What would the latest round of funding in GoJek spell for the digital payments landscape for the region?
After dispelling reports about a merger with rival Grab in February 2020, GoJek finally announced in early June 2020 that Facebook and PayPal are collaborating on its new round of funding, joining Google, Tencent and others as investors in the Indonesia-based ride-hailing and digital payments company.
Terms of the deal were not disclosed, but it is understood that Facebook and PayPal are looking to boost their profiles in South-east Asia’s payments sector and fuel its use among small businesses.
“This is great validation that the world’s most innovative tech companies recognize the positive impact Gojek is making in Indonesia and the whole of South-east Asia,” said Gojek co-CEO Andre Soelistyo.
“By working together, we have the opportunity to achieve something truly unique as we aim to help more businesses to digitize and ensure that many millions more consumers are enjoying the benefits that the digital economy can bring.”
Meng Liu, Analyst at Forrester, commented: “With this investment, Facebook can expand its digital payment and financial services to Indonesia and more broadly to the South-east Asian market. The payment sector is still underserviced and the opportunity in South-east Asia’s emerging markets like Indonesia is worth billions of dollars.”
What the investors say
In a statement, PayPal said the expansive commercial relationship with Gojek will significantly grow PayPal’s scale in the region: “This new relationship is another positive step in our journey towards becoming the worldwide payments partner of choice, and helping to fuel global commerce by connecting the world’s leading marketplaces and payment networks.”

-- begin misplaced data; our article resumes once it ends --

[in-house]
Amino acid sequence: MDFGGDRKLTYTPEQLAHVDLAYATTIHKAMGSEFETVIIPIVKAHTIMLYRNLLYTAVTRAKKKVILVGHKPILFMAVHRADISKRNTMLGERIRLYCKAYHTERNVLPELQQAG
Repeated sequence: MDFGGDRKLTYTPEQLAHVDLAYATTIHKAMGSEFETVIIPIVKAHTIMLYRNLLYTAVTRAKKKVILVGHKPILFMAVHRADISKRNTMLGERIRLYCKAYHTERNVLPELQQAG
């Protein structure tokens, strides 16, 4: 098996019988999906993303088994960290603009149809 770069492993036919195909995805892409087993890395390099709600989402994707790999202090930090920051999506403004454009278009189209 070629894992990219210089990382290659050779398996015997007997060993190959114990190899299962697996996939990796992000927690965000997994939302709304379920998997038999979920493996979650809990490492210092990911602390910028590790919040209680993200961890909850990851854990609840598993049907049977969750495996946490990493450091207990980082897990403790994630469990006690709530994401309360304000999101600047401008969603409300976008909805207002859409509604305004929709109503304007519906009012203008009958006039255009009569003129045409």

Matt Idema, WhatsApp COO, wrote in a blog post:“This investment underscores Facebook’s commitment to serving small businesses and helping bring them and their customers into the digital economy.”
Stating how, since GoJek launched its app in 2015, it has helped bring hundreds of thousands of merchants onto its platform, giving them access to more than 170 million people across South-east Asia, and processing billions of transactions each year via the largest e-wallet in Indonesia, Idema added:
“We are excited to invest in Indonesia’s future as the largest digital economy in South-east Asia. And we look forward to working with Gojek to support the growth of millions of small businesses, and to future collaborations in Indonesia to support the country’s digital economy.”
As the majority of small businesses in Indonesia rely on cash to operate due to the country’s large unbanked population, Idema sees digital payments as a safer option compared to cash, both for businesses and customers. “And digital payments help more people participate in the economy and give businesses access to credit which is crucial for business growth.” He concluded: “This investment will support Facebook and Gojek’s shared goal of empowering businesses and driving financial inclusion across the archipelago. WhatsApp helps small businesses communicate with customers and make sales, and together with Gojek, we believe we can bring millions of people into Indonesia’s growing digital economy.”
What industry observers say